Student Poll Finds Gilmer Up by 5
By LINDSAY WISE
Cavalier Daily Senior Writer
Democratic gubernatorial candidate Donald S. Beyer Jr.'s pro-choice abortion stance and income tax credit plan may not be attractive enough to Virginia voters to enable him to overcome a 5 percent deficit in the polls.
According to a poll released Friday by the University's Center for Survey Research, Beyer is 4.8 points behind Republican James S. Gilmore III with less than two weeks before the Nov. 4 election.
Results showed that 43.4 percent supported Gilmore and 38.6 percent backed Beyer. Sixteen percent of the remaining 18 percent were undecided, while 2 percent supported a third party candidate.
About 150 students from Public Opinion, GFAP 227, and 50 students from Sociology Research Workshop, SOC 495, conducted the telephone poll of 637 registered Virginia voters from Oct. 5 through Oct. 17. The poll has a margin of error of 4 percentage points.
The numbers were consistent with some other recent polls, including a Washington Post poll from last week that put Gilmore eight points ahead.
"There's a significant chunk of the electorate out there who hasn't made up their minds. There is room for last-minute developments, but Gilmore is clearly up at this point," said poll co-director Paul Freedman, a University government and foreign affairs professor.
"If all the undecided voters all vote for Beyer on election day, he will win, but not all of them will vote," Freedman said.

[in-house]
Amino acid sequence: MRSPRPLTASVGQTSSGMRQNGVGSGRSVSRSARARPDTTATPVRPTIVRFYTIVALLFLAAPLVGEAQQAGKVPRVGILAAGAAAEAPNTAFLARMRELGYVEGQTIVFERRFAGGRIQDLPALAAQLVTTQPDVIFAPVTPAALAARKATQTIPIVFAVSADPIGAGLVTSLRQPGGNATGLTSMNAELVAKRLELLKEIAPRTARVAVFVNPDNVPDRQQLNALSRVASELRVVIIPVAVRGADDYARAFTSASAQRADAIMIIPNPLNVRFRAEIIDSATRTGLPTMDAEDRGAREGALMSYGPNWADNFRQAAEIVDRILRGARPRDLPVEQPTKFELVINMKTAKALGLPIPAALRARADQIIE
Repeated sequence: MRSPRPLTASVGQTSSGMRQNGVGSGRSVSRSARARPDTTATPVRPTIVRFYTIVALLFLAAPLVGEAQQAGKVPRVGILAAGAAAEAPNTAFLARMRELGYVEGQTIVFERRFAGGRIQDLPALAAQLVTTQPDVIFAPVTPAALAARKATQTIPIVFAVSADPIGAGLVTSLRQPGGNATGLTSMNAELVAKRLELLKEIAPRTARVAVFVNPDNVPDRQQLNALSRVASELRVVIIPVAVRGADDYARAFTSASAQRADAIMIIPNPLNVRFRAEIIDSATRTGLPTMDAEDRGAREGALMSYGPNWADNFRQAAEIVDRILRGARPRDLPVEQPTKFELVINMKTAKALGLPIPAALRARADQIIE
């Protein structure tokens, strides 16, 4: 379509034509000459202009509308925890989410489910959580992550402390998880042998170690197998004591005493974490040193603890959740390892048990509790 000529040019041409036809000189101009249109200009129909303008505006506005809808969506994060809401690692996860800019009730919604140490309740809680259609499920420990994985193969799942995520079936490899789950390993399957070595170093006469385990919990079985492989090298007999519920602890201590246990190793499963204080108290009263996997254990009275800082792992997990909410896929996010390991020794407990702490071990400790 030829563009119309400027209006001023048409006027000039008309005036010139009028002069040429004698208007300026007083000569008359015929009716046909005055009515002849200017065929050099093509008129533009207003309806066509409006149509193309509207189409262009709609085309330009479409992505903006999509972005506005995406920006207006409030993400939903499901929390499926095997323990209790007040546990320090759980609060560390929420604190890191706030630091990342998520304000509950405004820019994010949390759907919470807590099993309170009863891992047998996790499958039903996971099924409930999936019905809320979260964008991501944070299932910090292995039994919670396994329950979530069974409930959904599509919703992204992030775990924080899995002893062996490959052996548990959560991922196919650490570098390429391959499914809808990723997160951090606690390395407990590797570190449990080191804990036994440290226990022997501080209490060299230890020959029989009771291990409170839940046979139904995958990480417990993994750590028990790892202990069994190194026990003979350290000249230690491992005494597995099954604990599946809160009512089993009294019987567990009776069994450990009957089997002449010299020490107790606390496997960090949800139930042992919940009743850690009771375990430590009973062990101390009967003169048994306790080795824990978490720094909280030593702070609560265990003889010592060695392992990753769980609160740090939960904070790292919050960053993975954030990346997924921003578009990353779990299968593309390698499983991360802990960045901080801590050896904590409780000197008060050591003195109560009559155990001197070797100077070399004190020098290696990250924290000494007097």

Gilmore's plan to eliminate the tax on cars and trucks appealed to 52 percent of the electorate, while Beyer's income tax credit plan was favored by only 24 percent.
"More than half the people were able to correctly recognize Gilmore's car tax plan. Its simple language that says lets get rid of a tax. That may be easier to sell than a tax credit," Freedman said.
Gilmore's anti-car tax platform appeals to the entire electorate, while Beyer's income tax credit applies only for those making less than $75,000.
"Voters are just more familiar with Gilmore's plan than Beyer's plan and they like it better," Freedman said.
The poll also found that Beyer has been unable to fully capitalize on his pro-choice abortion-rights stance.
"Gilmore is doing better among pro-choice voters than Beyer is doing among pro-life voters," Freedman said.
Gilmore is supported by a third of the pro-choice voters, while Beyer was preferred by less than 50 percent of pro-choice voters.
"The reason abortion has become less central [than it was in 1989] is because most people believe the current policies are not likely to change," no matter who is elected, said Larry J. Sabato, government and foreign affairs professor.
Sabato said Gilmore's margin may be even greater than 5 percent. He said the poll caught the recent upswing for Gilmore, but it did not catch the whole Gilmore tide because the poll was conducted during a long period of time.
The poll confirmed that large gender and race gaps still persist in Virginia politics. Beyer is still greatly favored by women and black voters.
But the poll was conducted before former Virginia governor L. Douglas Wilder (D) announced he will not endorse any candidate for governor. Beyer was counting on Wilder's support to bring black voters to the polls.
Third-year college student Suzanne Worthington said the poll was a good hands-on learning experience.
"You see when you actually participate that people's opinion varies so much. It's not as cut and dry as you might expect," Worthington said.